Despite Vyvanse's loss of exclusivity, Takeda treads water thanks to launch momentum

Despite the recent loss of exclusivity on Takeda's attention-deficit/hyperactivity disorder (ADHD) heavy hitter Vyvanse, the company's portfolio of newer products continues to hold the sales line.

During the first nine months of Takeda's 2023 fiscal year, the drugmaker's growth and launch products grew sales 12.7% at constant currencies, Takeda said in a Thursday earnings presentation (PDF). The portfolio accounted for 43% of Takeda’s total sales haul for the period, which ended Dec. 31.

Overall, Takeda's global revenues for the nine-month period came to 3.21 trillion Japanese yen (about $22 billion). The number was flat from the prior year at constant exchange rates, but Takeda appears to be taking that performance in stride considering the fact that it’s facing “significant” pressure from Vyvanse generics in the U.S.

On that front, Vyvanse sales fell 12.1% to 312.9 billion yen ($2.14 billion), a performance that was “as expected” following the blockbuster’s loss of exclusivity in August. Takeda reports that nine generics to the drug have launched since Aug. 24.

Vyvanse's market-share erosion in the U.S. was “slightly milder than initially anticipated,” Takeda said, thanks to constraints on generic supplies of the med. But the generic supply constraints should ease in the coming months, according to Takeda.

Meanwhile, Takeda has recently added a pair of new drugs to its launch roster: Fruzaqla, approved in previously treated metastatic colorectal cancer, and Adzynma, an enzyme replacement therapy for congenital thrombotic thrombocytopenic purpura.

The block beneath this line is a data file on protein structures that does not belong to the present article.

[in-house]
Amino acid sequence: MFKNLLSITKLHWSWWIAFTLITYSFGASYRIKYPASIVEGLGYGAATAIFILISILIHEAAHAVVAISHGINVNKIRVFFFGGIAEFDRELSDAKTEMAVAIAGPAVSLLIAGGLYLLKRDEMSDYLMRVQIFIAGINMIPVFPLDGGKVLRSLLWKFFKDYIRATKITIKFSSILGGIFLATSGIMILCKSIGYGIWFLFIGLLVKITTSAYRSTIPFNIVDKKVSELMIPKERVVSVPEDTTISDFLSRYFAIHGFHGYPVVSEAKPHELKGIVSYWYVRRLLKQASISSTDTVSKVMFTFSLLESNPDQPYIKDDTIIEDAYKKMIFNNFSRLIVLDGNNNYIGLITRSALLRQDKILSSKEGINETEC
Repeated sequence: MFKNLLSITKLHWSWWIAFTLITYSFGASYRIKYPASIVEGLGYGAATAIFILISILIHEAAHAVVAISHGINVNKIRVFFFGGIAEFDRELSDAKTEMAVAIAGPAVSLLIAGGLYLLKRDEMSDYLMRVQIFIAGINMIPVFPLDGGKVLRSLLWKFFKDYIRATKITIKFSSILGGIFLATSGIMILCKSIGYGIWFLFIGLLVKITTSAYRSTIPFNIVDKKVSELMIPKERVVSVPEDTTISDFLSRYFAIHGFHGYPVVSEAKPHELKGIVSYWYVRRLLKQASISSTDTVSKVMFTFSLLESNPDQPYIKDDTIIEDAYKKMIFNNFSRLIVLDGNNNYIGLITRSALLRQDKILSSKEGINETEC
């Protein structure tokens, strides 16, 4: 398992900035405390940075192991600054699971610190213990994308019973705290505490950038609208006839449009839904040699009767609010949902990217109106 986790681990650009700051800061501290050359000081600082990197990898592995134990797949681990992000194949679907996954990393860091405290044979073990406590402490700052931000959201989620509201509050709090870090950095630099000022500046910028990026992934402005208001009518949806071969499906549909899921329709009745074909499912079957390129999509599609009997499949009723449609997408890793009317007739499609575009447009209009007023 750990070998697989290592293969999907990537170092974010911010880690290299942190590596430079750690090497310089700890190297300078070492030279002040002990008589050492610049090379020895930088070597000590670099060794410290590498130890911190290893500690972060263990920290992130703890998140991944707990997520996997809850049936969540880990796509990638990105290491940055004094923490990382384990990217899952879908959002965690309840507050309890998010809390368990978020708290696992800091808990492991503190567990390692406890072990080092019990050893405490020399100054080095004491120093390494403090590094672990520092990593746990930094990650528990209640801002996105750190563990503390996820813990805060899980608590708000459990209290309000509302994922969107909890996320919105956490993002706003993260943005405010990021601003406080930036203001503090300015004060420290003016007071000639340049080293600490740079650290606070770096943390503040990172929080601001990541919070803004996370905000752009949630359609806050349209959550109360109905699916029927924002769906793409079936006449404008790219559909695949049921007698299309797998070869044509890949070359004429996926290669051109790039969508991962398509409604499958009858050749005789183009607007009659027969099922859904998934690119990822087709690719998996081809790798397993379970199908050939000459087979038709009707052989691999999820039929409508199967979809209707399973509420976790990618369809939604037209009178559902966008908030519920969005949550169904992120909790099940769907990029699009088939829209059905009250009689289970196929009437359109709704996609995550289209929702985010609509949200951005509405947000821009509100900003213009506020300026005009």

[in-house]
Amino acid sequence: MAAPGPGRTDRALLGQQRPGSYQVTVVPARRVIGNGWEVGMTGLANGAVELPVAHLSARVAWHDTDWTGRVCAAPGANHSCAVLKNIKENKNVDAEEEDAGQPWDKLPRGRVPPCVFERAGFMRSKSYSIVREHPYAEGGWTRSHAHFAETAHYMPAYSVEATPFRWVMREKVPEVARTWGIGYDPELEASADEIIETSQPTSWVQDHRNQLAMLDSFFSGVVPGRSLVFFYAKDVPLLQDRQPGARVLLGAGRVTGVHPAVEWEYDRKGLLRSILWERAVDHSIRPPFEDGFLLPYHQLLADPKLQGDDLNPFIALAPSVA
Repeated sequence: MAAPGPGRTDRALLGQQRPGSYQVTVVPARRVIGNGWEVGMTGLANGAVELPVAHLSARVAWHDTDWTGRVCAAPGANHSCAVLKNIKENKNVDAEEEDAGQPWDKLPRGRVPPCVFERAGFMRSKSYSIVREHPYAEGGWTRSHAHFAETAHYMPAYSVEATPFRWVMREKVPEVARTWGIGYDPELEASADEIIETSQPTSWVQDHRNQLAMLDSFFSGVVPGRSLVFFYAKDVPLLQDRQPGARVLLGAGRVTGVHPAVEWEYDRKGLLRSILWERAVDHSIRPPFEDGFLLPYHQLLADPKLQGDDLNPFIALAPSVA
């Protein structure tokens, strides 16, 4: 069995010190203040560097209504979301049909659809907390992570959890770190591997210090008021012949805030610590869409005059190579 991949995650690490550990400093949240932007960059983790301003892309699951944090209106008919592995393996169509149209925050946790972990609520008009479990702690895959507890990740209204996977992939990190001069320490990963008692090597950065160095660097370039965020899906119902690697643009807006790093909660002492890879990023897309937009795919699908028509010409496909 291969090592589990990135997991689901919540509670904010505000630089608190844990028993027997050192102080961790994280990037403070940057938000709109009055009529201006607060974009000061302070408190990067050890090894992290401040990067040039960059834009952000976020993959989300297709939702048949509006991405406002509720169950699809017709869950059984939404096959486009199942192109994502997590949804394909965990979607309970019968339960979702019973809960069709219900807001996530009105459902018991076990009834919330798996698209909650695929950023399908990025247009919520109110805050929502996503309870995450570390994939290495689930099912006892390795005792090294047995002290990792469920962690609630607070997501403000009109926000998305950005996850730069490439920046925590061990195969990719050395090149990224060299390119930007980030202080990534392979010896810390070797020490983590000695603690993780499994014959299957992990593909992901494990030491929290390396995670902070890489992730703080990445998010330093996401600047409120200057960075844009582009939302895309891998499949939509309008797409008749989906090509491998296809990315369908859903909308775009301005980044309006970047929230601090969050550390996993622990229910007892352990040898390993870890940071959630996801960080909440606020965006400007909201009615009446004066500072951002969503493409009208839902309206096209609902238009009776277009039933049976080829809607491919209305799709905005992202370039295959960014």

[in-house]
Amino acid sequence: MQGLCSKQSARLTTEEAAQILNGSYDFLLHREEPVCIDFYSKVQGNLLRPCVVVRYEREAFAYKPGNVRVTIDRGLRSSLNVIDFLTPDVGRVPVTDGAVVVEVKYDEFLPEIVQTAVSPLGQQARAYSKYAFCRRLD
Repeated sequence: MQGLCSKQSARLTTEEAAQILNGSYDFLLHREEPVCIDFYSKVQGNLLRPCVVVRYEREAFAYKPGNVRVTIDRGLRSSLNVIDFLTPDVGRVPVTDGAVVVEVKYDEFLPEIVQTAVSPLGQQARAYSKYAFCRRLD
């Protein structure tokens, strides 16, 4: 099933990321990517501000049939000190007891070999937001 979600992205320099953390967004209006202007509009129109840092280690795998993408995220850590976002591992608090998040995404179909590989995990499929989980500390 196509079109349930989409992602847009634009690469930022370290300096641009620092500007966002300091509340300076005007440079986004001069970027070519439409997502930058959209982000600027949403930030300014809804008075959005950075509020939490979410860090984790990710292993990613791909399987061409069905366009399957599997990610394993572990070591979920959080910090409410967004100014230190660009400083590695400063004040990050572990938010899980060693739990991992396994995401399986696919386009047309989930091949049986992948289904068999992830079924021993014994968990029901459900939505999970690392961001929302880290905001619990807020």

The stars of Takeda’s drug debut catalogue, however, are its Entyvio pen for inflammatory bowel disease (IBD) and its dengue fever vaccine Qdenga.

In recent months, Entyvio maintained its top position in the U.S. IBD market, Takeda said, growing global sales 7% during the first nine months of the company's fiscal year.

Entyvio launched in pen form for ulcerative colitis in the U.S. in November. Since then, the drug-device combo has witnessed a “high level of interest and growing formulary access,” Takeda pointed out. Early this year, Takeda hopes to secure a nod for Entyvio in Crohn’s disease.

Moving over to Qdenga, the dengue vaccine has now launched in Indonesia, Brazil, Thailand and Argentina. Plus, the shot has experienced “strong initial demand” in private markets, Takeda said.

Qdenga has made its way onto some formal government immunization programs, including in Brazil. Elsewhere, Takeda says it’s engaged in “productive discussions” with governments in endemic regions to get the vaccine added to national immunization programs.

In the aftermath of Vyvanse’s loss of exclusivity, Takeda is making bold pledges to investors to get its business back on track.

In the near term, meaning fiscal year 2024 through 2025, Takeda aims to return to sales, profit and margin growth, the company said in its earnings presentation.

Over the medium term, which runs into the early 2030s, Takeda plans to continue expanding the reach of its new medicines. In addition, Takeda hopes to secure more launches from its late-stage pipeline and enjoy “limited” generic competition before the advent of Entyvio biosimilars.